Washington, D.C., March 1, 2018—In response to a new study, “Calcium and vitamin D supplementation and increased risk of serrated polyps: results from a randomised clinical trial,” published online today in the British Medical Journal Gut, the Council for Responsible Nutrition (CRN), the leading trade association for the dietary supplement and functional food industry, issued the following statement:
Statement by Andrea Wong, Ph.D., vice president, scientific & regulatory affairs, CRN:
“CRN is surprised by the results of this new study as previous research has indicated calcium supplementation may have a protective effect against colorectal polyps.1,2,3,4 Even the study’s authors acknowledge they do not understand the mechanism by which the calcium supplements seemingly had the opposite effect of what was hypothesized. Given these opposing outcomes in the research to date, this is clearly a case where additional research is needed to discern whether this study’s outcome was an anomaly.
Until further research is conducted, we caution the medical community and consumers against haphazardly dismissing or downplaying the value of calcium supplementation, particularly in people most likely to develop osteoporosis or bone loss. This particular study focused on a very specific population—patients with a history of colorectal polyps—and therefore, the study’s results are not applicable to the general population. We recommend consumers with a history of colorectal polyps talk with their doctors about whether calcium supplementation is appropriate." (See calcium facts below.)
- CALCIUM IS ESSENTIAL AT EVERY LIFE STAGE: During childhood and adolescence, a proper intake of calcium plus vitamin D helps build optimum bone mass. Throughout adulthood, calcium will slow the rate of bone loss that naturally occurs with aging. Because of the natural loss of calcium that occurs as we age, getting enough of this essential nutrient is especially important for the older populations, who are at risk for falls and fractures.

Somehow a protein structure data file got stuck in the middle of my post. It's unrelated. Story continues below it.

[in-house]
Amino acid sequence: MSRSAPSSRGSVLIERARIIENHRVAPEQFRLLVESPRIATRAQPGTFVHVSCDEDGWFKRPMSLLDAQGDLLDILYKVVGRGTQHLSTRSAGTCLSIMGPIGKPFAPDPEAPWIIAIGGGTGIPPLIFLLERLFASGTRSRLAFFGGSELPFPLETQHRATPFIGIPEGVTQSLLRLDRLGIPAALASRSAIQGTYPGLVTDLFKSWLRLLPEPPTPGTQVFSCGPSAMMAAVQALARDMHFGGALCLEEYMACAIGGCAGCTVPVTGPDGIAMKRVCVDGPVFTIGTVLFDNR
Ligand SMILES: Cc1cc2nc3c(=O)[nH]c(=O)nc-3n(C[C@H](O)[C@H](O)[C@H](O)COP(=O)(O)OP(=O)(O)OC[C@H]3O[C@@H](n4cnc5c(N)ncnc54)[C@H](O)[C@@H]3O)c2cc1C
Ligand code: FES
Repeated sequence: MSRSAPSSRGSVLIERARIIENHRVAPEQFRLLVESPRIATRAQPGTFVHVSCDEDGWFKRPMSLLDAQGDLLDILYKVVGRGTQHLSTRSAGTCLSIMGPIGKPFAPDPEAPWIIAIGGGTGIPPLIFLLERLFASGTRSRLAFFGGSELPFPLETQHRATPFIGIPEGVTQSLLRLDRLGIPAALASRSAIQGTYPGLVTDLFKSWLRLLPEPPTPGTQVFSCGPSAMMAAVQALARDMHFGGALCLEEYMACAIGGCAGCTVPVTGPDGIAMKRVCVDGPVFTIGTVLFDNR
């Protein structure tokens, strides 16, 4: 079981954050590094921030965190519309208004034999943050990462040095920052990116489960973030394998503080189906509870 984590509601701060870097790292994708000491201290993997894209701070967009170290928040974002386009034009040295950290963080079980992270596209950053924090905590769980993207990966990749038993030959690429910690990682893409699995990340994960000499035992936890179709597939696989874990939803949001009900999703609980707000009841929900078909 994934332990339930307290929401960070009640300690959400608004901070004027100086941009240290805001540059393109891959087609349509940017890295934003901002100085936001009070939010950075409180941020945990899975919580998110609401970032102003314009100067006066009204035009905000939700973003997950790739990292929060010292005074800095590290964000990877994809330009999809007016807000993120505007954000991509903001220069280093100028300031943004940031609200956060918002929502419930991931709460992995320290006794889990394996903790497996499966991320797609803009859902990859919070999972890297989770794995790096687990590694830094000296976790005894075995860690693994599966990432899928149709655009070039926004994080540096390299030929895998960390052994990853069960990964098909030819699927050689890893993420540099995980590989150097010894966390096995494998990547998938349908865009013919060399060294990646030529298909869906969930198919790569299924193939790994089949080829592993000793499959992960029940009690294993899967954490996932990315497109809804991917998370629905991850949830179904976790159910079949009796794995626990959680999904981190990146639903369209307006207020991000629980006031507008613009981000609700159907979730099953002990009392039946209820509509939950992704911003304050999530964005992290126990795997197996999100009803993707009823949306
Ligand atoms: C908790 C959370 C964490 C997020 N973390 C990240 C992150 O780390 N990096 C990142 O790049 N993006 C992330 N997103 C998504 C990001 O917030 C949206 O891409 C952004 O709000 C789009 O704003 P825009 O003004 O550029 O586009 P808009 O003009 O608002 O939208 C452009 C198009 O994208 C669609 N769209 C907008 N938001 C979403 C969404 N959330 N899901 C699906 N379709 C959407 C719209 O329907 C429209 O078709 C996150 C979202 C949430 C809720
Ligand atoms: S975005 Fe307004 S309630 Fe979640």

- CALCIUM IS GOOD FOR BONES—AND BEYOND: Substantial research has demonstrated supplementing with calcium and vitamin D to be effective in maintaining or increasing bone density, preventing osteoporosis, and potentially in protecting health in other ways as well. Calcium also helps blood clot, nerves send messages, muscles contract, and other body functions.
- AMERICANS ARE FALLING SHORT IN CALCIUM: The 2015 Dietary Guidelines for Americans identified calcium as a “nutrient of public health concern” because getting insufficient amounts of calcium has been linked in the scientific literature to adverse health outcomes.
- CALCIUM SUPPLEMENTS ADDRESS SHORTFALLS: Our bodies cannot produce calcium on their own, and when we don’t get enough, calcium is taken from our bones. Individuals who do not achieve adequate intake levels of calcium through their diets can rest assured that supplemental calcium is safe and effective for ensuring optimal bone health.
- CALCIUM IS ONE OF THE MOST POPULAR DIETARY SUPPLEMENTS: 26 percent of supplement users take dietary supplements, according to the 2017 CRN Consumer Survey on Dietary Supplements.
1Baron JA, Barry EL, Mott LA, et al. A trial of calcium and vitamin D for the prevention of colorectal adenomas. N Engl J Med 2015;373:1519–30.
2Bonithon-Kopp C, Kronborg O, Giacosa A, et al. Calcium and fibre supplementation in prevention of colorectal adenoma recurrence: a randomised intervention trial. European cancer prevention organisation study group. Lancet 2000;356:1300–6.
3Baron JA, Beach M, Mandel JS, et al. Calcium supplements for the prevention of colorectal adenomas. Calcium polyp prevention study group. N Engl J Med 1999;340:101–7.
4Pence BC. Role of calcium in colon cancer prevention: experimental and clinical studies. Mutat Res 1993;290:87–95.
Note to Editor: The Council for Responsible Nutrition (CRN), founded in 1973, is a Washington, D.C.-based trade association representing 150+ dietary supplement and functional food manufacturers, ingredient suppliers, and companies providing services to those manufacturers and suppliers. In addition to complying with a host of federal and state regulations governing dietary supplements and food in the areas of manufacturing, marketing, quality control and safety, our manufacturer and supplier members also agree to adhere to additional voluntary guidelines as well as to CRN’s Code of Ethics. Visit www.crnusa.org. Follow us on Twitter @CRN_Supplements and LinkedIn.